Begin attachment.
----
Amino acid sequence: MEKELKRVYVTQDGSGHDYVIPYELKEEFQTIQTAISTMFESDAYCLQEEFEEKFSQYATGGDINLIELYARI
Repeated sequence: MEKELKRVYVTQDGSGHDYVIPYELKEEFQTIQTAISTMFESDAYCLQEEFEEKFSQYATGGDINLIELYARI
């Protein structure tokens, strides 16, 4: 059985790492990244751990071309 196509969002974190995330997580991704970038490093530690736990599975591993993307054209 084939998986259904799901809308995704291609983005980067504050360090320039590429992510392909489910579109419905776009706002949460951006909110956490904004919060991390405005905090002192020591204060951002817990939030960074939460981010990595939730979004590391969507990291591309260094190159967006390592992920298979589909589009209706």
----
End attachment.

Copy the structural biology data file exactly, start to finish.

Amino acid sequence: MEKELKRVYVTQDGSGHDYVIPYELKEEFQTIQTAISTMFESDAYCLQEEFEEKFSQYATGGDINLIELYARI
Repeated sequence: MEKELKRVYVTQDGSGHDYVIPYELKEEFQTIQTAISTMFESDAYCLQEEFEEKFSQYATGGDINLIELYARI
């Protein structure tokens, strides 16, 4: 059985790492990244751990071309 196509969002974190995330997580991704970038490093530690736990599975591993993307054209 084939998986259904799901809308995704291609983005980067504050360090320039590429992510392909489910579109419905776009706002949460951006909110956490904004919060991390405005905090002192020591204060951002817990939030960074939460981010990595939730979004590391969507990291591309260094190159967006390592992920298979589909589009209706």